[Guest post by Matt O’Brien] It’s certainly not the best of times, but the January jobs report is the latest sign that the economic recovery is accelerating. The headline unemployment rate declined 0.2 percentage points to 8.3 percent on the strength of 243,000 net jobs added during the month—with 60,000 additional jobs gained from upward revisions to past months. This was not a case of statistical quirks making the numbers look better than reality. The labor force actually expanded, and broader measures of unemployment fell as well.
[Guest post by Matt O'Brien] I’m not sure this qualifies as a quiet room, but let’s talk about inequality anyway. More specifically, let’s discuss the taxes that some of the super-rich pay. The much-anticipated release of Mitt Romney’s tax returns confirmed what was widely assumed: He pays less of his income in taxes—13.9 percent to be exact—than do many middle-class households.
[Guest post by Matt O'Brien] This finally might be an economic recovery worthy of the name. There have certainly been several headfakes before (remember "green shoots" and "Recovery Summer"), but, to borrow a dangerous phrase, this time might be different. Economic data has surprised on the upside for the past few months, and the December jobs report continued this positive trend.
The death of North Korea’s “Dear Leader,” Kim Jong Il, marks the end of his 17 years of strict control over the starved and crumbling state. While his eccentricities were often worthy of parody—the overblown legend involving new stars and double rainbows pronouncing his birth, thousands of books penned, and one strikingly good round of golf—his reign was marked more distinctly by the extreme suffering of the North Korean people.
In the wake of rising dissatisfaction with Vladimir Putin and protests against irregularities in Russia’s recent parliamentary elections, Mikhail Prokhorov’s decision to run for president was greeted with a lot of excitement. But, soon enough, paranoia set in: Is he a freedom-loving democrat, an opportunist, or just another Putin stooge? While the jury is still out on that question, one thing is clear enough: He’s incredibly rich, and perhaps like most über-wealthy individuals, he’s cultivated quite a few … eccentricities. Here are just a few that stand out. 1.
It’s not yet certain whether European leaders will arrive at an agreement at today’s summit in Brussels, but what’s already clear is that Europe is running out of time. After two years of kicking the can down the road, contagion from the continent’s debt crisis has begun to infect Europe’s core. Indeed, the credit rating agency S&P recently threatened to downgrade the credit ratings of the entire Eurozone due to the increased risk of financial cataclysm.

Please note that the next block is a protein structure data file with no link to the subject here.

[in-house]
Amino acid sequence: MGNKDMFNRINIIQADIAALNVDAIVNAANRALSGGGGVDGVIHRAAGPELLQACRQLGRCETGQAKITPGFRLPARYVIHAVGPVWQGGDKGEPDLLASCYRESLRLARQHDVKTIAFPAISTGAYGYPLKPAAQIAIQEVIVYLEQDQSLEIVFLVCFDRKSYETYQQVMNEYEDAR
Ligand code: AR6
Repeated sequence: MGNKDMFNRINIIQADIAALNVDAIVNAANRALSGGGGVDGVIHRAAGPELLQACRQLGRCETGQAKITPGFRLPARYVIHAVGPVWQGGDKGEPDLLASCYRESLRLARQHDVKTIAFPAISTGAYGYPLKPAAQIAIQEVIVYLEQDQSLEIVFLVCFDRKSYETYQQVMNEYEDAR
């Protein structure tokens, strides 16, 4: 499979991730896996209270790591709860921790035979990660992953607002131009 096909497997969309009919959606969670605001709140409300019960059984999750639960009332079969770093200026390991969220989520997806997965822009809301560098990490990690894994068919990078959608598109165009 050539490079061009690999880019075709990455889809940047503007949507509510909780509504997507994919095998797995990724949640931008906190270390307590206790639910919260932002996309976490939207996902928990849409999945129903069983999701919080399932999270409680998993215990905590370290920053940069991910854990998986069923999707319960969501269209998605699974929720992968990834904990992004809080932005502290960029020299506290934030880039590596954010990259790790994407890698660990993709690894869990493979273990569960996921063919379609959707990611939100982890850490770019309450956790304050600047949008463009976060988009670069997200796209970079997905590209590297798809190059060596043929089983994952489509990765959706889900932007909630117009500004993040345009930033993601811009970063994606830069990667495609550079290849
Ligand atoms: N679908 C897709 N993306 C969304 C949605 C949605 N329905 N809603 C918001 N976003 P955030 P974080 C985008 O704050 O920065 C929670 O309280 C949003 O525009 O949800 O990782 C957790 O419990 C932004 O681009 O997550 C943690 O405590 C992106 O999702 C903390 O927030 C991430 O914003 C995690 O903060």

[Guest post by Matt O'Brien] Note: This post has been updated. First, there were “green shoots.” Then came “Recovery Summer.” Now, there are yet again signs that a stronger economic recovery may be gaining momentum in the United States, with the November jobs report offering the latest reason for guarded optimism. The headline-grabber was that the unemployment rate declined 0.4 percentage points to 8.6 percent. This was for both good and bad reasons. The good was 120,000 jobs were added in November—more on that in a bit.
[Guest post by Matt O'Brien] We’re saved! Or at least not doomed. For a minimum of another week or so. That seems to be the message as markets rejoiced after central banks around the world announced a coordinated intervention to inject dollar liquidity into the global financial system. But what does this mean exactly—and how much will it matter? European banks need dollars. A significant portion of their business consists of making loans in dollars, which they typically first borrow from abroad.
[Guest post by Matt O'Brien] If it doesn't feel like a recovery to you, there's more good reason for that today. The October jobs report added to a long line of underwhelming employment numbers since the economic recovery ostensibly began in June of 2009. The headline number of 80,000 jobs added was, at best, barely enough to keep up with population growth. At this pace, unemployment will come down to less painful levels approximately never. That said, the news wasn't all bad. Private sector job growth has been fairly resilient.
[Guest post by Matt O'Brien] Pay no attention to soaring executive compensation, or Wall Street bonuses, or even to the latest CBO report on income distribution: skyrocketing income inequality the past few decades is just a “myth”—at least according to Jim Pethokoukis of the American Enterprise Institute.